Not sure about that but I know that the Holley Blue drones like a cloud of pissed off bees. I don't really care for the noise either.

I think that's a Fram HPG-1 you have on there, which flows 90gph at 5psi. I'm not sure if it will be restrictive to a 130gph pump, but I would think it may be. As above, you can use the regulator with the 130gph pump. It may require one anyway.

I would just make a new AN6 line (what it looks like you have) straight from the cell to your existing line and join it with a coupling.

Or just say screw it and go to a Mallory Comp 140. I hear they run a lot quieter although I never ran one myself.
 

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I would use a mallory 110 before a 140. IMO the 110's are pretty quiet compared to the 140, but the 140 is alot quieter than the holley.
 

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Discussion Starter #13
I would use a mallory 110 before a 140. IMO the 110's are pretty quiet compared to the 140, but the 140 is alot quieter than the holley.
Why would you use the 100 first? Cause it's enough for a 460 HP street car and a lot quieter?

If I were to go this route I need to run a return line too. Right now my regulator is dead headed, maybe that's part of why it's so loud.

Hmmm ... decisions ... decisions ...
 

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Why would you use the 100 first? Cause it's enough for a 460 HP street car and a lot quieter?

If I were to go this route I need to run a return line too. Right now my regulator is dead headed, maybe that's part of why it's so loud.

Hmmm ... decisions ... decisions ...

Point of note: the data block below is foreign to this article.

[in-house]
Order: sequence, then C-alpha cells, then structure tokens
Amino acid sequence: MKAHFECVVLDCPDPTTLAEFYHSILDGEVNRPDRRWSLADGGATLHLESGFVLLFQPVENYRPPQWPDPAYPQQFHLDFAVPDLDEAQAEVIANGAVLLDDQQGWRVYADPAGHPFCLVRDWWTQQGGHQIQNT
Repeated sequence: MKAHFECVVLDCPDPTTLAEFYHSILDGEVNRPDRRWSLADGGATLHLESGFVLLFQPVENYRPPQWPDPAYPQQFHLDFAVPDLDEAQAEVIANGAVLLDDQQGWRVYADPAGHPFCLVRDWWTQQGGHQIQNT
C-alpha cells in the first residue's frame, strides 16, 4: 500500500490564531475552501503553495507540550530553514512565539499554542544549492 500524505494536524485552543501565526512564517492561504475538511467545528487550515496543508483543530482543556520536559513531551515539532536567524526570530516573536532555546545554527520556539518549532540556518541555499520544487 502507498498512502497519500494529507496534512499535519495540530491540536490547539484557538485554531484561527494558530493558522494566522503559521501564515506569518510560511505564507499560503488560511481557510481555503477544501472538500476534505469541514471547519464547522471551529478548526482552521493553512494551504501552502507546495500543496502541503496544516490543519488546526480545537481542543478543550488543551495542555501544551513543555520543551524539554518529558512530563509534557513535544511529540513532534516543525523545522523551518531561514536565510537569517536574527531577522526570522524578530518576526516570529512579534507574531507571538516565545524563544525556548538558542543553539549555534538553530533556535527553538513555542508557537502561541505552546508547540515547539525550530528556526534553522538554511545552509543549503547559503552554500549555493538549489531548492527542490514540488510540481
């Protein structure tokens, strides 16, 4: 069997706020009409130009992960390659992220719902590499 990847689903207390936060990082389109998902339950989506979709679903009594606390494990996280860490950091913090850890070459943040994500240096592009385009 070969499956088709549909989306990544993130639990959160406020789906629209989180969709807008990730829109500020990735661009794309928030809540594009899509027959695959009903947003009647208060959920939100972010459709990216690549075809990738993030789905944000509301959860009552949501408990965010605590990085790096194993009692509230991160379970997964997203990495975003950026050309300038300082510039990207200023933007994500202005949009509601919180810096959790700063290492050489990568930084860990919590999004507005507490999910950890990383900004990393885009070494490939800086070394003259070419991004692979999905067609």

Yeah, a deadheaded Holley is louder. I remember the blue I installed was much quieter when I was free-flow testing it than it was when it was deadheaded.
 

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Discussion Starter #15
I'm thinking about converting to a regulator that has a return line port and trying that first. If it significantly quiets the fuel pump I'm good to go. If not, then no harm no foul. On to another plan.

I imagine all regulators are compatable with different fuel pumps?
 

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Why would you use the 100 first? Cause it's enough for a 460 HP street car and a lot quieter?

If I were to go this route I need to run a return line too. Right now my regulator is dead headed, maybe that's part of why it's so loud.

Hmmm ... decisions ... decisions ...
I'm thinking about converting to a regulator that has a return line port and trying that first. If it significantly quiets the fuel pump I'm good to go. If not, then no harm no foul. On to another plan.

I imagine all regulators are compatable with different fuel pumps?
Yes. All regulators are compatible with all of the different pumps available as long as they are the correct type.

The Mallory Comp 110 pump will work right in place of your Holley pump. It doesn't require a bypass style regulator. Hell, it doesn't really require an external regulator at all if you adjust the internal pressure bypass valve in the base of the pump itself..:rolleyes:

Going to a bypass style regulator with your Holley pump will quiet it down a bit but it'll still be noisy.

All the Dyna-mat in the world isn't going to dampen the noise transmitted directly from the pump to your chassis. Think of it like holding a tuning fork to your skull.:D
 

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Discussion Starter #17
I wish I knew someone that has a Mall Comp 110. I'd like to hear it before I go through the trouble and expense. Anyone have a video of their car that is running one?
 

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I wish I knew someone that has a Mall Comp 110. I'd like to hear it before I go through the trouble and expense. Anyone have a video of their car that is running one?
I've got a Comp 110 that I use on my engine test stand and for my Hurricane fuel drum.:D

Trust me, compared to your Holley pump it's whisper quiet!!
 

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I used to run a stock mechanical pump with return years ago for putting around town. I also had a holley 110 by the fuel tank. It was hooked to a wot switch, so whenever I floored the car the pump would run. Whenever the elec pump wasn't running the mech would pull the fuel through it. Of course I had to have the reg also. The return line kept the fuel circulating to keep it cool. It was the best of both worlds. :yes: